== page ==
The program won a 1996 Emmy for Outstanding Individual Achievement in Directing for a Miniseries or a Special for director John Frankenheimer. It was nominated in six other categories as well, including a nomination for cinematographer, Ric Waite.
The film is loosely based on the diary of John Ransom, a Union soldier imprisoned there. Between1864–1865, more than 45,000 Union soldiers were imprisoned in Andersonville. 12,912 died. There was never a promised prisoner exchange. After the war, camp commander Captain Henry Wirz was hanged, the only Civil War soldier to be tried and executed for war crimes committed during the war
Some images of the past that live in memory can help us understand the present, but we need to learn how they were constructed.
This is video was created on 8 August 2020 for and broadcast on CCTV Channel 9 at 4:30pm on Sunday, 9 August 2020 to mark the 75th Anniversary of the Nagasaki atomic bomb dropped by the American armed forces.
The program is part of an ongoing series — “EcoViews & News” (EV&N # 355) — past editions of which can be accessed by clicking here.
Feb 29, 2020
After finishing his speech at CPAC 2020, President Trump hugged and kissed an American flag on the side of the stage. Mr. Trump mouthed the words “I love you, baby,” while embracing the flag.
Published on Aug 7, 2020
Mary Trump tells the story of growing up in the Trump family with her uncle Donald Trump and grandfather Fred Trump in a new book, “Too Much and Never Enough: How My Family Created the World’s Most Dangerous Man.” In response to her grandfather’s arrest at a 1927 Klu Klux Klan riot in New York, Mary Trump expresses surprise that Fred Trump “would take time away from his business to go do anything,” but is not shocked “that he shared the sentiments.” Growing up, she recalls Fred Trump held all the power in the family, which was centered around building up his real estate empire. “In my family, being kind was considered being weak,” Mary Trump says. “Since my grandfather ran my family as a zero-sum game, and there could only be one winner and everybody else was a loser, Donald was determined to win.”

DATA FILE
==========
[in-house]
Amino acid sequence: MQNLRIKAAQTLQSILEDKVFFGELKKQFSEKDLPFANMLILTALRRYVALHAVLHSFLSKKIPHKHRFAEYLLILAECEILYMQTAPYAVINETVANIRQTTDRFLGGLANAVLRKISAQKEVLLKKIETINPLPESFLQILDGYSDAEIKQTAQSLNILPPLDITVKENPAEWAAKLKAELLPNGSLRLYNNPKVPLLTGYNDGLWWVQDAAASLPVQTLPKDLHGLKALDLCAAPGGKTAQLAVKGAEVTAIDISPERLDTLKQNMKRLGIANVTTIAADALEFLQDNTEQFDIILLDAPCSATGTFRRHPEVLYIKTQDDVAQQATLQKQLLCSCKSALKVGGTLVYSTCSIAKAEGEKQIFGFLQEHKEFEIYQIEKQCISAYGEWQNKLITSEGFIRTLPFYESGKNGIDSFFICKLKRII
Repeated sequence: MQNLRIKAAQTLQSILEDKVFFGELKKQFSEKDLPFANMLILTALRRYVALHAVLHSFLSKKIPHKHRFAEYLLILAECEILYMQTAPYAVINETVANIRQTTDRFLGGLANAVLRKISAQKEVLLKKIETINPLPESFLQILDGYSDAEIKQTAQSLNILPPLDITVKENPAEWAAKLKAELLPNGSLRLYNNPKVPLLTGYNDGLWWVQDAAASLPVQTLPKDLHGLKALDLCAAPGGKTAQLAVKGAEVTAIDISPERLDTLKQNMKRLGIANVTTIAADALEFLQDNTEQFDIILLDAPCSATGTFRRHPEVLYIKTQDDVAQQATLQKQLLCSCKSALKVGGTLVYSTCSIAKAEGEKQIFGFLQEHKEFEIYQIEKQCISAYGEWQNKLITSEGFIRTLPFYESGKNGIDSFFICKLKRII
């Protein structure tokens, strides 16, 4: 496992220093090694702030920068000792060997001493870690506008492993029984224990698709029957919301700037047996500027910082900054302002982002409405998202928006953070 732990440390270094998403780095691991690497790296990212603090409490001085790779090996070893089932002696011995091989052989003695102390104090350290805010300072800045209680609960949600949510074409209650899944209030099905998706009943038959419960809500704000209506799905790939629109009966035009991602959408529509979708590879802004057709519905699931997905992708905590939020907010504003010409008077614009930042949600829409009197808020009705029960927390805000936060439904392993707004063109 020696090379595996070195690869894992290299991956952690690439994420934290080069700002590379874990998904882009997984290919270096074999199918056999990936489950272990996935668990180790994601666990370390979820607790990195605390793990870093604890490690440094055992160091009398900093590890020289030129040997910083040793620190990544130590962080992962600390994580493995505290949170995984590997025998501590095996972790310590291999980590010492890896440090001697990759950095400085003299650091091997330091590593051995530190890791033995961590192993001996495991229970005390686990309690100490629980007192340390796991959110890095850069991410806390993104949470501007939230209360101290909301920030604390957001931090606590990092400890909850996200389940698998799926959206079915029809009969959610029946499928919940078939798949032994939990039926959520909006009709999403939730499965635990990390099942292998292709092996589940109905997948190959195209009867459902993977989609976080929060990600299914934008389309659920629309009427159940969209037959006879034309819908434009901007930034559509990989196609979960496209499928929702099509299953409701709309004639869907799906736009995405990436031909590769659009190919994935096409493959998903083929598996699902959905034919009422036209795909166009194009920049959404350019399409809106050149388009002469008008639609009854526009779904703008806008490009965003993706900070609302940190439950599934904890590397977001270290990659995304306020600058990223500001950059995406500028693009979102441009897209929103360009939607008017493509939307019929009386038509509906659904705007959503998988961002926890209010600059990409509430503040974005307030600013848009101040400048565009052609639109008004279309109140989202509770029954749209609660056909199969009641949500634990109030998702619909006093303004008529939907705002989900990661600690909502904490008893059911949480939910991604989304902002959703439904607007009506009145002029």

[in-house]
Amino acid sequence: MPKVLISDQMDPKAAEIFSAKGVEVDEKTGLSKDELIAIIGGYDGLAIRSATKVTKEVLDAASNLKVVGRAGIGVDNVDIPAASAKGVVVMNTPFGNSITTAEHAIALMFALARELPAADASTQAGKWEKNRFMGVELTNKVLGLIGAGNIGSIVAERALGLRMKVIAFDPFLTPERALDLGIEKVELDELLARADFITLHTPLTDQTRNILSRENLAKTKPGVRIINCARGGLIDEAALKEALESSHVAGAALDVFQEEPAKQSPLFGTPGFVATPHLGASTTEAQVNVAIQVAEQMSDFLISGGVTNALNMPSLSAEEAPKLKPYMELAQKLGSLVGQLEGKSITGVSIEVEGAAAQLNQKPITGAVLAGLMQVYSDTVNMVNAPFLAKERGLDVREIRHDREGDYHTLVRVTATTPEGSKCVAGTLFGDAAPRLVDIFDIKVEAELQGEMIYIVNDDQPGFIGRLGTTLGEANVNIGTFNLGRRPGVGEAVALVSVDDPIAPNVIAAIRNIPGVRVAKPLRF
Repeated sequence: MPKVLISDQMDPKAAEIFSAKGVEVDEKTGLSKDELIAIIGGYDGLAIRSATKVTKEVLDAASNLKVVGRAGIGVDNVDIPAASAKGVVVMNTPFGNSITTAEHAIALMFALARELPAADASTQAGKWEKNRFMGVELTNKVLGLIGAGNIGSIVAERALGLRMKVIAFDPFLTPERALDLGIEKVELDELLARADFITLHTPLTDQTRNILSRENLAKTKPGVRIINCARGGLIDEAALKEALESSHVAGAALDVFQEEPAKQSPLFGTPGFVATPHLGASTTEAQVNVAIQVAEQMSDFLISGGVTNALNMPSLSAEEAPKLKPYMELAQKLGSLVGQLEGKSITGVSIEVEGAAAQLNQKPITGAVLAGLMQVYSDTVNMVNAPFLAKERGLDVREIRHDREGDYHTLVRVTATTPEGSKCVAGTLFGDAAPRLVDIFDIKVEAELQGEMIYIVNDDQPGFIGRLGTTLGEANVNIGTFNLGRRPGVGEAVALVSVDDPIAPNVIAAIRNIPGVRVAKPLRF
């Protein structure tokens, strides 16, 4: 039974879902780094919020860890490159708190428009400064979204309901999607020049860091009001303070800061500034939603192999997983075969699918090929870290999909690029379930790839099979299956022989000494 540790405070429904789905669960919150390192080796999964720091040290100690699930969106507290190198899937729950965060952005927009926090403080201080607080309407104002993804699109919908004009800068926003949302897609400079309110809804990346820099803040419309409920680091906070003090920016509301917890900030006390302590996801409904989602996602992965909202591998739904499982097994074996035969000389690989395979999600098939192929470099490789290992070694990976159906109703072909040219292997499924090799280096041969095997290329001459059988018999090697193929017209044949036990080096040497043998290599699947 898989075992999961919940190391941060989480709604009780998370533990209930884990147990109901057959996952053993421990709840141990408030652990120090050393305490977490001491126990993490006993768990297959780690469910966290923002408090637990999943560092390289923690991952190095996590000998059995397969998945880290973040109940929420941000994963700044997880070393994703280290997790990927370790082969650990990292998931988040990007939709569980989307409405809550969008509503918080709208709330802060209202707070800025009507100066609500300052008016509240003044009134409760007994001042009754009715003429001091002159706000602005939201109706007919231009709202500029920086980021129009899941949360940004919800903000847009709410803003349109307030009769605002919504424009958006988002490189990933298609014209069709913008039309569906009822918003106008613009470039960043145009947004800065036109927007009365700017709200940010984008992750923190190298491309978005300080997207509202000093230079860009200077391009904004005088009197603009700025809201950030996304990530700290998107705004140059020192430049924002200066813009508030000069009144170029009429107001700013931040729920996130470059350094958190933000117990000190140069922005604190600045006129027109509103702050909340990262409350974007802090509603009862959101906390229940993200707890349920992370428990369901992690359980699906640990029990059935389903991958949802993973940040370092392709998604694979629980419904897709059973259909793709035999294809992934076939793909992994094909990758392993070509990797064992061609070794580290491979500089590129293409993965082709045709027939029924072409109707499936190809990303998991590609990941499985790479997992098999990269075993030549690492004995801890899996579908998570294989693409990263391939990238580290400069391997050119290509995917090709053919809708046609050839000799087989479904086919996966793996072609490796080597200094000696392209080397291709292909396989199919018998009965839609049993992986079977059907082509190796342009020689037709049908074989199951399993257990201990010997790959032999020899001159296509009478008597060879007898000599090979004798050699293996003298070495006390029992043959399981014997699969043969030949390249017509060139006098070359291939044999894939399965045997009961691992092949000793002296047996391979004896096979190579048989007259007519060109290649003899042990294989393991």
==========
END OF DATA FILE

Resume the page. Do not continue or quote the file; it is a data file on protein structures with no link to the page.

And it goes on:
Thom Hartmann Program
Aug 7, 2020
Covid-19 is not the last virus we will face, nor will it be the most dangerous, the next virus is out there and we need to prepare for it right now.
Our current food production system is a breeding ground for viruses, it is only a matter of time before the next virus is born and wrecks havoc on the world.
Aug 7, 2020
Ahead of the 2020 presidential election, Mary Trump, a clinical psychologist and Donald Trump’s niece, decided to write a book on Donald Trump’s upbringing and long legacy of racist and misogynistic behavior. With “Too Much and Never Enough: How My Family Created the World’s Most Dangerous Man,” she hopes to provide voters with firsthand information about Trump’s background that wasn’t public in 2016. “There is more at stake than there has ever been,” she says, referencing the separation of immigrant children at the U.S.-Mexico border as an example of “torture” and cruelty that must be stopped. “I believe our country is on the knife’s edge, and I don’t want anybody going to cast their vote in November claiming they just don’t know who they are voting for.”